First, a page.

Many cases of AFib are caught during a routine electrocardiogram (EKG). This is a simple test that your doctor can use to assess your heart’s electrical activity. It can help them spot irregularities, including AFib.
AFib isn’t always life-threatening. You can potentially go your entire life without experiencing complications from AFib. To lower your risk of complications, follow your doctor’s recommended treatment and management plan. This can help you prevent blood clots from forming.
If you’ve been diagnosed with AFib, your doctor might prescribe blood thinners to lower your risk of blood clots. They may also prescribe other medications to help restore your heart’s normal rate and rhythm.
In some cases, your doctor may recommend electrical cardioversion to restore your heart’s rhythm. Your doctor will use paddles or patches to apply an electrical current to your chest.
Sometimes, your doctor may not be able to control your heart rate with medication. Atrial fibrillation tends cause your heart rate to be very high. Rate control medications usually help keep your rate normal but, occasionally, an adequate dose to keep your rate normal may also result in a very low heart rate. A low heart rate or fluctuating heart rate can occur without medications as well. This condition is known as tachy-brady syndrome. In this case, you may be a candidate for catheter ablation. During this procedure, your doctor will thread a thin catheter through one of the veins in your heart. Electricity is then used to destroy either the area that is firing too fast or the pathway that allows the electrical impulses to travel from the atria where the impulses originate to the ventricles.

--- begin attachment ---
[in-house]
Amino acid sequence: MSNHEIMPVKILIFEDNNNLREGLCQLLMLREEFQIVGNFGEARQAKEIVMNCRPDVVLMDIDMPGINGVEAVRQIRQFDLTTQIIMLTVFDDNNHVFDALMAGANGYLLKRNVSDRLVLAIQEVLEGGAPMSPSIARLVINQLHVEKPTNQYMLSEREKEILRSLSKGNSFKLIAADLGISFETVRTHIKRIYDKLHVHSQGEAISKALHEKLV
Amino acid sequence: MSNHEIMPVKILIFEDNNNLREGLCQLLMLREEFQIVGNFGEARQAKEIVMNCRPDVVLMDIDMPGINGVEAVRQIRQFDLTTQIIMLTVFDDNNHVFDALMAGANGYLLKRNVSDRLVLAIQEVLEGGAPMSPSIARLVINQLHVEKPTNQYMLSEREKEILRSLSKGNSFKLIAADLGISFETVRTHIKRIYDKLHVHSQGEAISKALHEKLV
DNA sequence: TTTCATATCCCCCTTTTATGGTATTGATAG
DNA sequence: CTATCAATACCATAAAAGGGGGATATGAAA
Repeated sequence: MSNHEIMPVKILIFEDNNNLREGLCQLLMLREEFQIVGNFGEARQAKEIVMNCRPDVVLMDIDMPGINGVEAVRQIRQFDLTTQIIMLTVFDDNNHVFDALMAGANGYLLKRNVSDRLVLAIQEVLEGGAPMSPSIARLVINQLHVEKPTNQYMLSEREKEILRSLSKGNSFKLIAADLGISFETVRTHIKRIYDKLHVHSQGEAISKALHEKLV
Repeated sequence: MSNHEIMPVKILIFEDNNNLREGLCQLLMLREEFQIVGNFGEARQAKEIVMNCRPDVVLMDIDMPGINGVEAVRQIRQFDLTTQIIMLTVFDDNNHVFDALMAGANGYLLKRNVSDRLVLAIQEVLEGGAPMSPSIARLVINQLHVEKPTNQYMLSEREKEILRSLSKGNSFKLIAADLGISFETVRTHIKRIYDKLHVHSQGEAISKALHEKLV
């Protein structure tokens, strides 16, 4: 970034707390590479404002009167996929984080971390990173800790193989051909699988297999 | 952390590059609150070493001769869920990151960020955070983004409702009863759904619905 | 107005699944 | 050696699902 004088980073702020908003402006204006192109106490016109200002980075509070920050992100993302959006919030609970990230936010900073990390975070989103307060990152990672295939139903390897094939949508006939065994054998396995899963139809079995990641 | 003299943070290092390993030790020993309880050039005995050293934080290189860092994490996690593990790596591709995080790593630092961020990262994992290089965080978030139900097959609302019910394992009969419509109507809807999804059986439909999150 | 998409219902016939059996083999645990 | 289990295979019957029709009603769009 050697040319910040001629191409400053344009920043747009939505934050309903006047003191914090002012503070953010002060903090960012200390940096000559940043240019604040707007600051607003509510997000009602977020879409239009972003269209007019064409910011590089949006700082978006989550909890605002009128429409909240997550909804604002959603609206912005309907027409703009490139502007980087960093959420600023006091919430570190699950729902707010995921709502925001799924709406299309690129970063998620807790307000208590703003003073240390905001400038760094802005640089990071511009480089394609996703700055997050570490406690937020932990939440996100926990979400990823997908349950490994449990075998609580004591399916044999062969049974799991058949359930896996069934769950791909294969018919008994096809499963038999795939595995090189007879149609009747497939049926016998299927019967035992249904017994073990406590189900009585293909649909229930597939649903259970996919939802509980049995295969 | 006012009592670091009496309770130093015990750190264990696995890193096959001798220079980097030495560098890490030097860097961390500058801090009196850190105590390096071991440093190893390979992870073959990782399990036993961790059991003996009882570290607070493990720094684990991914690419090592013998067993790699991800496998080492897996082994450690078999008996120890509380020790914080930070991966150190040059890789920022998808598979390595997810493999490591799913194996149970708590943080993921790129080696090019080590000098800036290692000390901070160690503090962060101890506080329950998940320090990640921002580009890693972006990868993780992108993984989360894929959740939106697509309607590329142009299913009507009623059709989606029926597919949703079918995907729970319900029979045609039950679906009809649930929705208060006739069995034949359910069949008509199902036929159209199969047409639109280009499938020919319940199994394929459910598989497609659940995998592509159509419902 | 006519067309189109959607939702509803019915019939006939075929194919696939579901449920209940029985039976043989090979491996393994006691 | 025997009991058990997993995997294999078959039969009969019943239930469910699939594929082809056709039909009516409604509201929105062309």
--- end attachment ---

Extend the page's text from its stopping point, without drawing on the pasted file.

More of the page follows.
Treating underlying conditions
Your doctor may also recommend treatment for underlying conditions that might be contributing to your AFib. For example, heart defects, heart disease, electrolyte abnormalities, drug and alcohol use and abuse, pulmonary emboli, thyroid problems, and infections can cause AFib and increase your risk of blood clots. Your recommended treatment plan will vary, depending on your specific diagnosis.
Diet and lifestyle changes
Healthy lifestyle choices can help you prevent AFib, other forms of heart disease, and the formation of blood clots. For example:
- Get regular exercise, such as walking, running, biking, and swimming.
- Eat a well-balanced diet, while limiting your intake of sodium, saturated fat, and cholesterol.
- Restrict your consumption of caffeine and alcohol.
- Avoid smoking.
It’s possible to have AFib without developing complications. But in some cases, it can cause blood clots to form. If left untreated, these blood clots can travel to other areas of the body and cause serious damage, with stroke being the most common and serious complication.
If you suspect you might have AFib or blood clots, contact your doctor. They can help diagnose your symptoms. They can also help you develop a treatment plan to manage your condition and lower your risk of complications.